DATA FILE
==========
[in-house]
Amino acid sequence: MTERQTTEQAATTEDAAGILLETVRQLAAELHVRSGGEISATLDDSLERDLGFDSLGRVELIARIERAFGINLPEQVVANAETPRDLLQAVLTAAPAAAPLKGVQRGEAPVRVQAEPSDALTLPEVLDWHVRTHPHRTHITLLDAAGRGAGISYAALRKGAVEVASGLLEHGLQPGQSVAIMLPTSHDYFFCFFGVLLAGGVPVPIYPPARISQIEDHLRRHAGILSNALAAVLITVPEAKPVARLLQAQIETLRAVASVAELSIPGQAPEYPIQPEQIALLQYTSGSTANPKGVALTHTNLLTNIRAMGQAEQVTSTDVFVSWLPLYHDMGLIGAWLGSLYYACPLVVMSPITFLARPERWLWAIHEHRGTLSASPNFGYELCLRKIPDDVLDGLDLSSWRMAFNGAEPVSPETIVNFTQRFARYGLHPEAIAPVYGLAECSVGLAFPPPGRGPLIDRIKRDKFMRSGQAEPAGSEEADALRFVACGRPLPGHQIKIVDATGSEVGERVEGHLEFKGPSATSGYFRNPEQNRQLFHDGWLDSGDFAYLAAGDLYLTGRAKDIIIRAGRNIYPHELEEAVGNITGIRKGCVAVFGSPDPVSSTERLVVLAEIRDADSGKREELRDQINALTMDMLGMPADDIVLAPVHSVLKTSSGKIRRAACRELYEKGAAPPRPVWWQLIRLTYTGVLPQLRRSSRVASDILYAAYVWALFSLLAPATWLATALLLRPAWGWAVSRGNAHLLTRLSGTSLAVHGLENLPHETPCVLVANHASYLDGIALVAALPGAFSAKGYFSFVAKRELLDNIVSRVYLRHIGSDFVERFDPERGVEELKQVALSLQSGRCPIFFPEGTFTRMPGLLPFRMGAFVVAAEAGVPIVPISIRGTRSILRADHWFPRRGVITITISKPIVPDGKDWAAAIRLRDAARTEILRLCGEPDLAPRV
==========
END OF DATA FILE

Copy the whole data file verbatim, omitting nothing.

[in-house]
Amino acid sequence: MTERQTTEQAATTEDAAGILLETVRQLAAELHVRSGGEISATLDDSLERDLGFDSLGRVELIARIERAFGINLPEQVVANAETPRDLLQAVLTAAPAAAPLKGVQRGEAPVRVQAEPSDALTLPEVLDWHVRTHPHRTHITLLDAAGRGAGISYAALRKGAVEVASGLLEHGLQPGQSVAIMLPTSHDYFFCFFGVLLAGGVPVPIYPPARISQIEDHLRRHAGILSNALAAVLITVPEAKPVARLLQAQIETLRAVASVAELSIPGQAPEYPIQPEQIALLQYTSGSTANPKGVALTHTNLLTNIRAMGQAEQVTSTDVFVSWLPLYHDMGLIGAWLGSLYYACPLVVMSPITFLARPERWLWAIHEHRGTLSASPNFGYELCLRKIPDDVLDGLDLSSWRMAFNGAEPVSPETIVNFTQRFARYGLHPEAIAPVYGLAECSVGLAFPPPGRGPLIDRIKRDKFMRSGQAEPAGSEEADALRFVACGRPLPGHQIKIVDATGSEVGERVEGHLEFKGPSATSGYFRNPEQNRQLFHDGWLDSGDFAYLAAGDLYLTGRAKDIIIRAGRNIYPHELEEAVGNITGIRKGCVAVFGSPDPVSSTERLVVLAEIRDADSGKREELRDQINALTMDMLGMPADDIVLAPVHSVLKTSSGKIRRAACRELYEKGAAPPRPVWWQLIRLTYTGVLPQLRRSSRVASDILYAAYVWALFSLLAPATWLATALLLRPAWGWAVSRGNAHLLTRLSGTSLAVHGLENLPHETPCVLVANHASYLDGIALVAALPGAFSAKGYFSFVAKRELLDNIVSRVYLRHIGSDFVERFDPERGVEELKQVALSLQSGRCPIFFPEGTFTRMPGLLPFRMGAFVVAAEAGVPIVPISIRGTRSILRADHWFPRRGVITITISKPIVPDGKDWAAAIRLRDAARTEILRLCGEPDLAPRV